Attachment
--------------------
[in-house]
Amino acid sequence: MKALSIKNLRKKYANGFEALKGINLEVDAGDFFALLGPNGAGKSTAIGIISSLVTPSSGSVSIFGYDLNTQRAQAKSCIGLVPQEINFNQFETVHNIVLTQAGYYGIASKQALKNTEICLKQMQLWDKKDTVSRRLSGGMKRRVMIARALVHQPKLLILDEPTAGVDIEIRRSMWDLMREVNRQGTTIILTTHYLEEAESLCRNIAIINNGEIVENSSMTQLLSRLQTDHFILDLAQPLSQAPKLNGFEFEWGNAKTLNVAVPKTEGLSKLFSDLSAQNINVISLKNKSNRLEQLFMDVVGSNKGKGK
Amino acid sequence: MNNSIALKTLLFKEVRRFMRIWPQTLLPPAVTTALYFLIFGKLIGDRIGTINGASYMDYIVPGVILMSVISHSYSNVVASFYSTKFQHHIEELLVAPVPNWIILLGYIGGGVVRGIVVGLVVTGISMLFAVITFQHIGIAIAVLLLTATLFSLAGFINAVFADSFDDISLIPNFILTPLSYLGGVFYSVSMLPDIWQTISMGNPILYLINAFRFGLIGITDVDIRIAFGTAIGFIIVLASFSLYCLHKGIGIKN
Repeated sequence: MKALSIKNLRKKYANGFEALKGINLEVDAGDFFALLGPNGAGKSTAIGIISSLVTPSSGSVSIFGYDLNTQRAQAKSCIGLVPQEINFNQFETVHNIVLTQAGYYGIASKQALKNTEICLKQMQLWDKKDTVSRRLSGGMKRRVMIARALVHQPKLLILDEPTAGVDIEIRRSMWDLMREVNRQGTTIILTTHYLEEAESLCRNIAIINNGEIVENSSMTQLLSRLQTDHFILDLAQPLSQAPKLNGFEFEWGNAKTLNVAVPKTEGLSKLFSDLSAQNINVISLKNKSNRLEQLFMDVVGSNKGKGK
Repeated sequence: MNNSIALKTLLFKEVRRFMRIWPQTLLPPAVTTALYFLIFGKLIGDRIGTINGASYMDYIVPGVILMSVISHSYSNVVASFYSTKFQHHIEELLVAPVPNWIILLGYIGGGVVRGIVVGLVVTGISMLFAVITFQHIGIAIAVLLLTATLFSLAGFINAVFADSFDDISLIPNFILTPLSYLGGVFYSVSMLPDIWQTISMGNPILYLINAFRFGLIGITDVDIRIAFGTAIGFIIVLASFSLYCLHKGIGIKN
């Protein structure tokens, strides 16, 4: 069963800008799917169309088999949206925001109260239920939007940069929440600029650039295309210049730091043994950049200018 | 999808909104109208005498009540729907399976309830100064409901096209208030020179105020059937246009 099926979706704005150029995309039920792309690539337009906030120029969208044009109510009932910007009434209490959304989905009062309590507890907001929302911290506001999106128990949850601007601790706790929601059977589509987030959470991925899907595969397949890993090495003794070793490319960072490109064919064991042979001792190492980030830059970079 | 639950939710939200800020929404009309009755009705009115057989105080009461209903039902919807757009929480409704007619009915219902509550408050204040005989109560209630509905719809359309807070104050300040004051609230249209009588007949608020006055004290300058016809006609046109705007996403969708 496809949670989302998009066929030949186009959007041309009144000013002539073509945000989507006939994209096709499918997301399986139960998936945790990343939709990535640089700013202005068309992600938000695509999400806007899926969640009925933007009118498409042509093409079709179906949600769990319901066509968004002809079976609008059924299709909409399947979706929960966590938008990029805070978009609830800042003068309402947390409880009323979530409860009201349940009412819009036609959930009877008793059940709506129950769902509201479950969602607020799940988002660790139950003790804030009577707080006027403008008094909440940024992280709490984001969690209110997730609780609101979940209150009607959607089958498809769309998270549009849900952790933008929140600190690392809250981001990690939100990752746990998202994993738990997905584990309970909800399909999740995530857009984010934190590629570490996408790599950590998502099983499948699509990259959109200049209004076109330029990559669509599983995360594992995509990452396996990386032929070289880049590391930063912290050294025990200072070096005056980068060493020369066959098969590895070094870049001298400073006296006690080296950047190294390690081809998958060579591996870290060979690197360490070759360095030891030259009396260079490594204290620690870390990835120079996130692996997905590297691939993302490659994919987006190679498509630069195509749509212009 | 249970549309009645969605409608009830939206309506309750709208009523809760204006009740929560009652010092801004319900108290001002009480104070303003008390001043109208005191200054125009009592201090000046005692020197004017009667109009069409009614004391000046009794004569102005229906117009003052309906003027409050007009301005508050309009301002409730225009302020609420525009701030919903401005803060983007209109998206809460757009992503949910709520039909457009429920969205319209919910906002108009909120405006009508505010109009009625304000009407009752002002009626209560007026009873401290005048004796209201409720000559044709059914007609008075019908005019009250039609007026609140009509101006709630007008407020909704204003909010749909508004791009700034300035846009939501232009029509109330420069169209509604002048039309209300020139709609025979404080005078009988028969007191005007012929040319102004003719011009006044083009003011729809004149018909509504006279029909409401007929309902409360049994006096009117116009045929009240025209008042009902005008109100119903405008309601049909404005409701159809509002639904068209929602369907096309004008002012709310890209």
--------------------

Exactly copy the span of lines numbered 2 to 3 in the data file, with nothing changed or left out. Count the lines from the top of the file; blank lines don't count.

Amino acid sequence: MKALSIKNLRKKYANGFEALKGINLEVDAGDFFALLGPNGAGKSTAIGIISSLVTPSSGSVSIFGYDLNTQRAQAKSCIGLVPQEINFNQFETVHNIVLTQAGYYGIASKQALKNTEICLKQMQLWDKKDTVSRRLSGGMKRRVMIARALVHQPKLLILDEPTAGVDIEIRRSMWDLMREVNRQGTTIILTTHYLEEAESLCRNIAIINNGEIVENSSMTQLLSRLQTDHFILDLAQPLSQAPKLNGFEFEWGNAKTLNVAVPKTEGLSKLFSDLSAQNINVISLKNKSNRLEQLFMDVVGSNKGKGK
Amino acid sequence: MNNSIALKTLLFKEVRRFMRIWPQTLLPPAVTTALYFLIFGKLIGDRIGTINGASYMDYIVPGVILMSVISHSYSNVVASFYSTKFQHHIEELLVAPVPNWIILLGYIGGGVVRGIVVGLVVTGISMLFAVITFQHIGIAIAVLLLTATLFSLAGFINAVFADSFDDISLIPNFILTPLSYLGGVFYSVSMLPDIWQTISMGNPILYLINAFRFGLIGITDVDIRIAFGTAIGFIIVLASFSLYCLHKGIGIKN